The Swedish debate on territorial defense is intensifying. According to some commentators, large-scale Russian military exercises in the Baltic Sea and a strained Swedish defense budget underline the strategic importance of Gotland. But this debate lacks depth, and revolves around short-term tactical considerations, argues Bruce Acker. Strategy, and the dynamics of actual conflicts, need to be taken into consideration.
In the months leading up to the next election, defense debates in general and the Swedish Armed Force ability to defend Sweden’s territory will be increasingly in focus. The defense of Gotland inevitably appears in such a debate, though the substance of the debate available to the public equally inevitably lacks currency, depth and perspective.
Starting with currency, the notion that Gotland’s geography alone justifies its strategic significance, and that geography is permanent, overlooks the obvious shrines to previous concepts of critical terrain. Within 30 minutes’ drive of Stockholm, one can visit Vaxholm, Oxdjupet, and Baggenstäket, all historic chokepoints of once great significance, and defended accordingly in their time, but today defenseless. Why? The range, accuracy, and effect of modern weapons coupled with alternatives to waterborne mobility rendered them irrelevant. What of Gotland, then? When one labels Gotland an unsinkable aircraft carrier, or states that commanding the island affords command of the entire Baltic, one overlooks the fact that Gotland can also be described as an aircraft carrier that has run aground, underneath Russian air defenses, and within range of missiles placed in Kaliningrad. Any forces placed there are vulnerable, difficult to resupply or redeploy in conflict, and possible to circumvent.
Regarding the depth of the debate, most of what is offered in the public arena describes only initial placement, a starting point. Conflict is dynamic, moves have counter moves, and so a thorough analysis of the effect of placing forces in one location or another requires simulations, analysis of attrition, numbers of assets and ammunition, and analysis of enemy tactics and strategy. So for example, tanks or airplanes placed on Gotland are initially vulnerable to missiles in Kaliningrad, but missiles can be depleted or overwhelmed, changing the calculus entirely. An initial placement marks intent to defend, and an initial capability, but without the study of thorough wargaming (almost always non-public) the analysis is largely meaningless. Wargaming without consideration of strategic objectives, is not appropriate for resourcing decisions, its applicability limited to the tactical and operational art.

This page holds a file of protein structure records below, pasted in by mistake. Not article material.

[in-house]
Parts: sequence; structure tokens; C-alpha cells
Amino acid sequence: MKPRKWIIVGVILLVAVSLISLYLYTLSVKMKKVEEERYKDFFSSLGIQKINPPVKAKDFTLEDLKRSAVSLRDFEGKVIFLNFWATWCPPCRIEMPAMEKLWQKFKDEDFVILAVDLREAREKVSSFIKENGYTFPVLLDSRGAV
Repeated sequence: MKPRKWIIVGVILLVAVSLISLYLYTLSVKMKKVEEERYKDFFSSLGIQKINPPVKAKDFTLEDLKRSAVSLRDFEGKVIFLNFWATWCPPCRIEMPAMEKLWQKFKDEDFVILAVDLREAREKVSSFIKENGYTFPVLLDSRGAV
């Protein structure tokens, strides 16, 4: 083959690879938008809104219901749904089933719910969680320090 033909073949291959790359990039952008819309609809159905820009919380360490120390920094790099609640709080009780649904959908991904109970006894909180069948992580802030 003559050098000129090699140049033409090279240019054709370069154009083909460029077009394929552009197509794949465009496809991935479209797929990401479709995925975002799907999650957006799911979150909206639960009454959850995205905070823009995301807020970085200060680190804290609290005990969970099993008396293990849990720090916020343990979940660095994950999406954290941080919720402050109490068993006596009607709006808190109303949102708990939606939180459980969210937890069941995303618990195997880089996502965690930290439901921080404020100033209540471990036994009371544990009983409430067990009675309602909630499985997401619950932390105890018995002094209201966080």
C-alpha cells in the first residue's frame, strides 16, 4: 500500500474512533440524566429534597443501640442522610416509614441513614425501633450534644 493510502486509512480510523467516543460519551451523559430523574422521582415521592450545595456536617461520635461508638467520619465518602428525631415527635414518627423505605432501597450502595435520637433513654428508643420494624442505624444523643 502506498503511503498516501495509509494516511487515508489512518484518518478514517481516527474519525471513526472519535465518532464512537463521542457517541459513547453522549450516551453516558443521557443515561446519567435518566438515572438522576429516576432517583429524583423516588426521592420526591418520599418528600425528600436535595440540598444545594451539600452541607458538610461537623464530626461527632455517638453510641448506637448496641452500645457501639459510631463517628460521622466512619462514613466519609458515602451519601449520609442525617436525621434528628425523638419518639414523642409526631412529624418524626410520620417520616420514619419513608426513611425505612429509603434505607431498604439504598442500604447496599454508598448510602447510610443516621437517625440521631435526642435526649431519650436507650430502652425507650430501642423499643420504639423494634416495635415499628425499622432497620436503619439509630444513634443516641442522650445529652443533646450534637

Perhaps the most significant shortfall in the public debate on the defense of Gotland is perspective. It stands to reason that if the island were indisputably strategic in its location, this fact would be central to planning outside of Sweden. I had the privilege of representing to Sweden the US Defense department, including the US Forces assigned to Europe who would be the American forces assigned to defending NATO’s interests. In this capacity I accompanied Defense Ministers, politicians, and senior officers to top level meetings with NATO and American counterparts for four years, years in which the defense of the new NATO members on the Baltic’s eastern and southern shores were top priority questions. Never once was I or any of the representatives I accompanied asked about Sweden’s commitment to defending Gotland. Never did I see a plan that included advocating the prepositioning of forces there. My conclusion is that the location is viewed as a tactical or possibly operational significant objective, entirely dependent on widely varying potential strategic objectives. In a tactical or operational context, it is not hard to identify reasons why one might want forces on Gotland. But when one includes desired enemy strategic outcomes, alternative methods of achieving these outcomes, and risks to achieving these outcomes, the advantage of defending Gotland is far less clear. As a complicating consequence of this effect, the Russians will also almost surely notice a shortfall in any logical defensive argument for militarizing Gotland and therefore look for Strategic offensive motives for such a Swedish policy, including threatening their vital economic lines of communications.
There are of course other considerations to the debate. Weapon system development has not gone so far yet that the forward nature of Gotland as an observation platform is irrelevant. Any sensors placed there would have a variety of advantages and need to be protected accordingly. As Sweden weighs its options for dimensioning its forces, those forces need to be placed somewhere, and access to good sea and airports like those in Visby are significant factors. Broader political commitment to the inhabitants’ physical security and economic wellbeing are certainly factors as well, though these things apply equally to all of Sweden, not just Gotland. In the end, the Swedish public deserves a more authentic debate on the issues at stake than those presented so far by critics of the current policies, and that public would be well served by demanding thorough answers from those proposing significant re-investment in capabilities that were divested only recently with broad consensus and under previous leadership.